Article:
Williams v. StateAnnotate this Case
571 S.E.2d 385 (2002)
275 Ga. 622
WILLIAMS v. The STATE.
Supreme Court of Georgia.
October 15, 2002.
*386 Brown & Gill, LLC, Angela Y. Brown, Norcross, for appellant.
Paul L. Howard, Jr., Dist. Atty., Bettieanne C. Hart, Elizabeth A. Baker, Asst. Dist. Attys., Thurbert E. Baker, Atty. Gen., Adam M. Hames, Asst. Atty. Gen., for appellee.
After a jury trial, Courtney Williams was found guilty of felony murder, armed robbery, and aggravated assault. Merging the armed robbery and aggravated assault counts into the felony murder count, the trial court entered judgment of conviction and sentenced Williams to life imprisonment. A motion for new trial was denied, and he appeals. His co-indictee, Kenyama Smith, was tried separately and also convicted of felony murder, and this Court affirmed that conviction. Smith v. State, 273 Ga. 356, 541 S.E.2d 362 (2001).
1. Construed in support of the verdict, the evidence shows that Michelle Russell drove the victim to an apartment to buy drugs. Smith and Appellant Williams followed the victim back to the car. Smith took something from the victim and shot him in the thigh, while Appellant hid behind a building. Smith and the victim continued to struggle. Williams then walked up to the victim and shot him in the back. Appellant and Smith went through the victim's pockets before fleeing the scene. Ms. Russell identified Williams in a pre-trial photographic lineup and again at trial. Two additional eyewitnesses also identified Appellant in court and testified that he followed the victim and Smith and subsequently shot the victim. The evidence was sufficient to prove the underlying felonies and to authorize a rational trier of fact to find Williams guilty of felony murder beyond a reasonable doubt. Jackson v. Virginia, 443 U.S. 307, 99 S. Ct. 2781, 61 L. Ed. 2d 560 (1979); Scruggs v. State, 273 Ga. 752(1), 545 S.E.2d 888 (2001); Smith v. State, supra at 356(1), 541 S.E.2d 362.
2. Williams contends that the trial court erroneously admitted Ms. Russell's pre-trial identification of him. According to Appellant, the photographic lineup was impermissibly suggestive because he was the only one without a goatee, he had more hair than the others, and his photograph had a darker background.An identification procedure is impermissibly suggestive when it leads the witness to an "all but inevitable identification" of the defendant as the perpetrator ([cit.]) or... is the equivalent of the authorities telling the witness, "This is our suspect." [Cit.]
Clark v. State, 271 Ga. 6, 12(7)(b), 515 S.E.2d 155 (1999). Contrary to the assertion on appeal, each photograph in the lineup here displayed a young black male with a mustache and a goatee. Williams v. State, 272 Ga. 828, 829(2), 537 S.E.2d 39 (2000); Clark v. State, supra at 12(7)(b), 515 S.E.2d 155. Williams had some chin hair, a similar hairstyle to the others, and an amount of hair and a dark background that was similar to some of the others. The slight differences in Appellant's facial hair, the hair on his head, and the darkness of the background did not cause the photographic lineup to be impermissibly suggestive. Williams v. State, supra at 829(2), 537 S.E.2d 39; Miller v. State, 270 Ga. 741, 743(2), 512 S.E.2d 272 (1999); Brodes v. State, 250 Ga.App. 323, 326(2)(a), 551 S.E.2d 757 (2001); Taylor v. State, 203 Ga.App. 210, 211(2), 416 S.E.2d 554 (1992). Appellant complains that the top of the lineup display read "Clayton County Sheriff's Office," but those words alone do not identify or suggest any particular photograph, and he does not argue that this label injected his character into evidence. See Clark v. State, 249 Ga. 18, 287 S.E.2d 523 (1982). Moreover, *387 such an argument would be without merit. Harris v. State, 191 Ga.App. 399, 381 S.E.2d 602 (1989).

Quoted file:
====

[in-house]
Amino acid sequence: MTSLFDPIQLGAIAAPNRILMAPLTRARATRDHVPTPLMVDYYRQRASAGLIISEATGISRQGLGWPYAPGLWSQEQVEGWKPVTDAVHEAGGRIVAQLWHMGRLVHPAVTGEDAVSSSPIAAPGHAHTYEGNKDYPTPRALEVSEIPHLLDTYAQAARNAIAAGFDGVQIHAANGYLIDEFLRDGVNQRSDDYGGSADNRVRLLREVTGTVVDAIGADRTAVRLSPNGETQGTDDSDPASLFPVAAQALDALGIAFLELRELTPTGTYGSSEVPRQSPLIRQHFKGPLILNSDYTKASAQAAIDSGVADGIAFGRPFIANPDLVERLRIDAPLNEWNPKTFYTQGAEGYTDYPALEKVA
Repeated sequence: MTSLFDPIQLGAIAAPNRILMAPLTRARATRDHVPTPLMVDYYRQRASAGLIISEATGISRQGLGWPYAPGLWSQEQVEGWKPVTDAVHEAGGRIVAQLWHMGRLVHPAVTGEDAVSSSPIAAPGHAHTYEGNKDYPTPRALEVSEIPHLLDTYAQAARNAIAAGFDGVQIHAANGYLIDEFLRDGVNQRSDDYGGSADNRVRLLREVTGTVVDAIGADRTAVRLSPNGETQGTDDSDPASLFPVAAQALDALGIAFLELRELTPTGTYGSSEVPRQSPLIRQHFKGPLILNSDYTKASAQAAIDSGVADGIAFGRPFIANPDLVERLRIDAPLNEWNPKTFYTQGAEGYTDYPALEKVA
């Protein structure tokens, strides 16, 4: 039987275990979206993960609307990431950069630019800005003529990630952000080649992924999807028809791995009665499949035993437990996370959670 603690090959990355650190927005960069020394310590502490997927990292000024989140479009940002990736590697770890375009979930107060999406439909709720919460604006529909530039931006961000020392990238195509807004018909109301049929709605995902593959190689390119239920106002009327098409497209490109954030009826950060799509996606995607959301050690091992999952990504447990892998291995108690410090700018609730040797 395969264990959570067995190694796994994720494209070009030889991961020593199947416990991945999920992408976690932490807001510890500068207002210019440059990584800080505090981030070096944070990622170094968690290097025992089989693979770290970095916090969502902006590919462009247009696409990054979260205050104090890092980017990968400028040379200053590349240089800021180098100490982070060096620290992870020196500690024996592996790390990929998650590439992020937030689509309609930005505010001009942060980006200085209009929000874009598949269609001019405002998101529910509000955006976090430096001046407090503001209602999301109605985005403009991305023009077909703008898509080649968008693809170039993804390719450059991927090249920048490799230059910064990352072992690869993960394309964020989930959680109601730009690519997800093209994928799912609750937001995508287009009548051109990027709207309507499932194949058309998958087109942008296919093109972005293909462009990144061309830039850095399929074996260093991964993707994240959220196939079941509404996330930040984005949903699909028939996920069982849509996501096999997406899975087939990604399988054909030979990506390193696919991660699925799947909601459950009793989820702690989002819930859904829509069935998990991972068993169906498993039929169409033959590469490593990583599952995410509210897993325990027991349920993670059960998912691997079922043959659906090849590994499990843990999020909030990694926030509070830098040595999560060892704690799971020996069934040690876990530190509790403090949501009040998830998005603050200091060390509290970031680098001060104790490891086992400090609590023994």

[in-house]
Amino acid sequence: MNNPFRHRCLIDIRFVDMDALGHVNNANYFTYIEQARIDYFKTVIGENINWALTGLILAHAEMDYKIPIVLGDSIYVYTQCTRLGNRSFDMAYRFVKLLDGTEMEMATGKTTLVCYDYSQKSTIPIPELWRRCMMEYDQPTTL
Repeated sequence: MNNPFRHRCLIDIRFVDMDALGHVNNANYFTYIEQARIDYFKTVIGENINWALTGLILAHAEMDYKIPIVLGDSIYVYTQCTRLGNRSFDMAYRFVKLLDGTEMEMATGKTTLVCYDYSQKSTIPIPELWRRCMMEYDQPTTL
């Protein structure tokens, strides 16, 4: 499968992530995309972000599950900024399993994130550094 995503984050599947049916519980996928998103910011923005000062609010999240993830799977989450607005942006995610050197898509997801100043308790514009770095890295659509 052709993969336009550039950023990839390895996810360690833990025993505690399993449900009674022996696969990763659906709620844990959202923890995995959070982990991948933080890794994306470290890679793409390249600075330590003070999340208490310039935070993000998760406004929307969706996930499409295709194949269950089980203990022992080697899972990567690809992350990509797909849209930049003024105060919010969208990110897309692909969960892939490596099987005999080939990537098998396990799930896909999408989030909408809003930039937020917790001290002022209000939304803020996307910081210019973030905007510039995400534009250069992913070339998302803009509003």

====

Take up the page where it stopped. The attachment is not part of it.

The photographic display has been included in the record and, based upon our review of it, we conclude that "the trial court was authorized to find that there was no impermissible suggestiveness. [Cits.]" Riley v. State, 268 Ga. 640, 643(3), 491 S.E.2d 802 (1997). Furthermore, Williams "did not object to the in-court identifications and has, therefore, waived objection to it on appeal. [Cits.]" Heng v. State, 251 Ga.App. 274, 278(2), 554 S.E.2d 243 (2001).
All the Justices concur.NOTES
 The crime occurred on June 1, 1998. The grand jury returned its indictment on June 26, 1998. The jury found Williams guilty on September 20, 1999 and the trial court entered the judgment of conviction and sentence on September 24, 1999. Williams filed a motion for new trial on September 28, 1999, and the trial court denied that motion on March 29, 2002. Williams filed a notice of appeal on April 26, 2002. The case was docketed in this Court on June 19, 2002 and submitted for decision on August 12, 2002.